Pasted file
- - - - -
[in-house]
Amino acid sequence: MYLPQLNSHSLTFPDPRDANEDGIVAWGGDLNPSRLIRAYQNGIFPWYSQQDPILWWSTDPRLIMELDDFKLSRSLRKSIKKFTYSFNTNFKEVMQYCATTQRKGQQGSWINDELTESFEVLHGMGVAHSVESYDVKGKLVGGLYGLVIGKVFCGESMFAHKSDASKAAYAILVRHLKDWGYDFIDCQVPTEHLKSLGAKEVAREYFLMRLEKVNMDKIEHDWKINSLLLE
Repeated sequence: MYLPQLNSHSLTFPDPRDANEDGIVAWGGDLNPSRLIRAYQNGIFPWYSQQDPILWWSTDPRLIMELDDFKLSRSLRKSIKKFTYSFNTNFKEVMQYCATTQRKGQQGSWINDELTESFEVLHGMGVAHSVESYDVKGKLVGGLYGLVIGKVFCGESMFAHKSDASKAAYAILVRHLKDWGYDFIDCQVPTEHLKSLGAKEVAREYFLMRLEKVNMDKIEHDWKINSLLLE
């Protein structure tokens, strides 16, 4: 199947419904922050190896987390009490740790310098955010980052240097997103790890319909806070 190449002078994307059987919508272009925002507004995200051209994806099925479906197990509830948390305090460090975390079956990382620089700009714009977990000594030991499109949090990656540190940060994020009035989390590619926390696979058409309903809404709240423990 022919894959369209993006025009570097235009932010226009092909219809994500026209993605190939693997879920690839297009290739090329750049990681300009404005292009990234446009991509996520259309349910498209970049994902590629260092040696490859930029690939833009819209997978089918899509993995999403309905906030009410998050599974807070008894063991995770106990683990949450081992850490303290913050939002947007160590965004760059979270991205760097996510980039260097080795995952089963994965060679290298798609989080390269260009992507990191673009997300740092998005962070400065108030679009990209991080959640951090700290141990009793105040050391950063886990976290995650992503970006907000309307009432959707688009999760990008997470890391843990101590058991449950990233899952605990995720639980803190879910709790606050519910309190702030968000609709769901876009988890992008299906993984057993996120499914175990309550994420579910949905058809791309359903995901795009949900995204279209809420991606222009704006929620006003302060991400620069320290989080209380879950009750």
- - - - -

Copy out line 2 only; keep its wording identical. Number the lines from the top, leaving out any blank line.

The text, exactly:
Amino acid sequence: MYLPQLNSHSLTFPDPRDANEDGIVAWGGDLNPSRLIRAYQNGIFPWYSQQDPILWWSTDPRLIMELDDFKLSRSLRKSIKKFTYSFNTNFKEVMQYCATTQRKGQQGSWINDELTESFEVLHGMGVAHSVESYDVKGKLVGGLYGLVIGKVFCGESMFAHKSDASKAAYAILVRHLKDWGYDFIDCQVPTEHLKSLGAKEVAREYFLMRLEKVNMDKIEHDWKINSLLLE